Having direct deposit is not a requirement for credit card approval, but giving the card issuer access to the information may help.
How do I know if I'll qualify for a credit card?
When credit card issuers review a credit card application, they're looking at an applicant's credit profile and history. They're attempting to assess your creditworthiness, or reliability as a borrower. Before applying, you may want to find out your credit score to estimate the odds of being approved for a card.
Credit score ranges
Your credit score is one of the most important factors that a lender will consider before approving someone for a credit card. It's a descriptive indicator of your credit health. Scoring models vary, but for example, VantageScore® uses the following ranges:
- Excellent: 750 to 850
- Good: 700 to 749
- Fair: 650 to 699
- Poor: 550 to 649
- Very Poor: 300 to 549
When your credit score falls into one of the higher ranges, your odds are higher for being approved for a credit card.
Factors that affect credit score
There are several factors that make up your credit score, each with slightly different weights. These include:
- Payment history
- Age of credit accounts and types of credit
- Percentage of credit used
- Total balances and debt
- Recent credit applications
- Available credit
For a deeper dive into how each of these factors affect your credit score and tips on how to improve your score, sign up for Credit Journey.
What information do I have to provide on a credit card application?
Curious what you'll be asked on an application? Card issuers want to get a full picture of your financial health before lending you credit. In addition to reviewing your credit history, most credit card applications will want the answers to the following questions:
- Your full legal name. This is the name you use on your official government documentation, like your driver's license and passport.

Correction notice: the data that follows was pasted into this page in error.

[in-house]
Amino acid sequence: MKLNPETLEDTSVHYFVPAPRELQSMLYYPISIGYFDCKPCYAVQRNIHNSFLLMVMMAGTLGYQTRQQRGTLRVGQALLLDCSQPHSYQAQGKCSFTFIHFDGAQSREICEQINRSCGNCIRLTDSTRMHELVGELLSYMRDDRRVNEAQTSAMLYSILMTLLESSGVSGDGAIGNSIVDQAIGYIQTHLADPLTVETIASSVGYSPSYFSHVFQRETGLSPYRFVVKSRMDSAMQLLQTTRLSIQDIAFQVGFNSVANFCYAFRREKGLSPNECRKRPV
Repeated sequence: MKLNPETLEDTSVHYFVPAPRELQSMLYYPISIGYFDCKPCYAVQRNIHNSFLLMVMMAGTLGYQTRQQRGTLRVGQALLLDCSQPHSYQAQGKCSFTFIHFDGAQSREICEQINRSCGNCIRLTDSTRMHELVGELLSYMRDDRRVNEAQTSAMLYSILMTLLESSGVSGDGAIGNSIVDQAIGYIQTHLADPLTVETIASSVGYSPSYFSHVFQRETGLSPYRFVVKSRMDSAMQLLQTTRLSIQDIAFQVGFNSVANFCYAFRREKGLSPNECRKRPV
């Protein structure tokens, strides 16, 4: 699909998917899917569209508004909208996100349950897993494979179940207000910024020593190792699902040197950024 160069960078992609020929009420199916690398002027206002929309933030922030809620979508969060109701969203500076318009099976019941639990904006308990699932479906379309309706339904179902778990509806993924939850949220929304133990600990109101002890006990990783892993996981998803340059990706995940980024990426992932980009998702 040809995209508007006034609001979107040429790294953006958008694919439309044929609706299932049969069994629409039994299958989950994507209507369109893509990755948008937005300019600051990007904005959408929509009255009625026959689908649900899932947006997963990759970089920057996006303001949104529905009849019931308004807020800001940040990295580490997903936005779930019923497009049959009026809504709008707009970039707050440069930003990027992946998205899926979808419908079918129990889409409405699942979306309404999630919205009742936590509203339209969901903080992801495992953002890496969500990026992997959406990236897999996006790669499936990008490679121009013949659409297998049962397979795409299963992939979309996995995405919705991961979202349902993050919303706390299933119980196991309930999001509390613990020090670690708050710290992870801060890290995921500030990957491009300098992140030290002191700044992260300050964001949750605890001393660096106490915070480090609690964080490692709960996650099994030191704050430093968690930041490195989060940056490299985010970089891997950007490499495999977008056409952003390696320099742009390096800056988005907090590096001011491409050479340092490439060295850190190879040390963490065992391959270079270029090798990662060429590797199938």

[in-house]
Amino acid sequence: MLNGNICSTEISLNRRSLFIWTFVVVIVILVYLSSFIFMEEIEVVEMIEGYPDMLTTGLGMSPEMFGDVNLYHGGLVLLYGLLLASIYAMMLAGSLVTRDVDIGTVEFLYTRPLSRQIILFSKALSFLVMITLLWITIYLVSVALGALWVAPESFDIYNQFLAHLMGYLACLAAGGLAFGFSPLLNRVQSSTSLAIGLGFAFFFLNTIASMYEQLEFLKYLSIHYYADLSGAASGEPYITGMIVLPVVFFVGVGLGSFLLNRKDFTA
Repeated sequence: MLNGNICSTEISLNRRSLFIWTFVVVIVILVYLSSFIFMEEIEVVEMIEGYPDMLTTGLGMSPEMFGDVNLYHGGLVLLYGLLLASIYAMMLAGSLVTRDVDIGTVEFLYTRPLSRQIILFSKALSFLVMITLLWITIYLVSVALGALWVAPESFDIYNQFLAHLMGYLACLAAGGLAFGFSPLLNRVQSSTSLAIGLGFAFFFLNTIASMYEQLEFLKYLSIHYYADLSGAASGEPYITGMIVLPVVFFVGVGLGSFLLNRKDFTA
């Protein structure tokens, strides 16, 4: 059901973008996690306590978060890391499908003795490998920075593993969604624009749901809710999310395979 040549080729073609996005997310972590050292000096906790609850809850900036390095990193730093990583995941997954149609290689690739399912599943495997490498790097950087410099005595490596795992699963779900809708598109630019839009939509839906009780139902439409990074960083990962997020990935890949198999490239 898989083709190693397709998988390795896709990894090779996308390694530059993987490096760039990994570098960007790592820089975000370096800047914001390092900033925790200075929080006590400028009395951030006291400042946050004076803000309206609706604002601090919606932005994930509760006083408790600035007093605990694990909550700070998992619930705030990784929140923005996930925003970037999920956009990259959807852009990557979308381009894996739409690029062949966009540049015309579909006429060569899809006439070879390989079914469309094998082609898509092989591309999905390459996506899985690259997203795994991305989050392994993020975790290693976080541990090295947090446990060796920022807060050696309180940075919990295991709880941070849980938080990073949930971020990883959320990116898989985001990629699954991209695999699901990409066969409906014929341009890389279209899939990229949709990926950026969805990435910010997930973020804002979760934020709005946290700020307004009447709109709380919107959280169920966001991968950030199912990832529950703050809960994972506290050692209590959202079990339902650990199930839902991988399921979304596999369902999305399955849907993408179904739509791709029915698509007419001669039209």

- Your Social Security number and/or ITIN. The Social Security Administration provides SSNs, while the Internal Revenue Service issues ITINs. A credit card application typically requires only one or the other.
- Your mailing address. This is the address where you expect to receive your credit card statements.
- Your gross annual income. "Gross" refers to your income before taxes. Card issuers use this information to estimate whether you can pay off your card debt and determine what your credit line will be.
- Your employment status. This identifies whether you are employed, unemployed or self-employed. You may need to provide your employer's phone number (or, if you are self-employed, a tax document) for verification purposes.
- Your housing costs. Your application may ask if you rent or pay a mortgage and if so, how much you pay each month.
Being clear on the answers to all these questions will help you feel more prepared when you fill out your application.
There are several ways to increase your odds of being approved for a Chase credit card. Improving your credit health is a big one. Enroll in Credit Journey, a free service, to better understand your credit and how to improve it over time. Knowing where you stand may empower you to take control of your credit health and confidently apply for the credit card you want.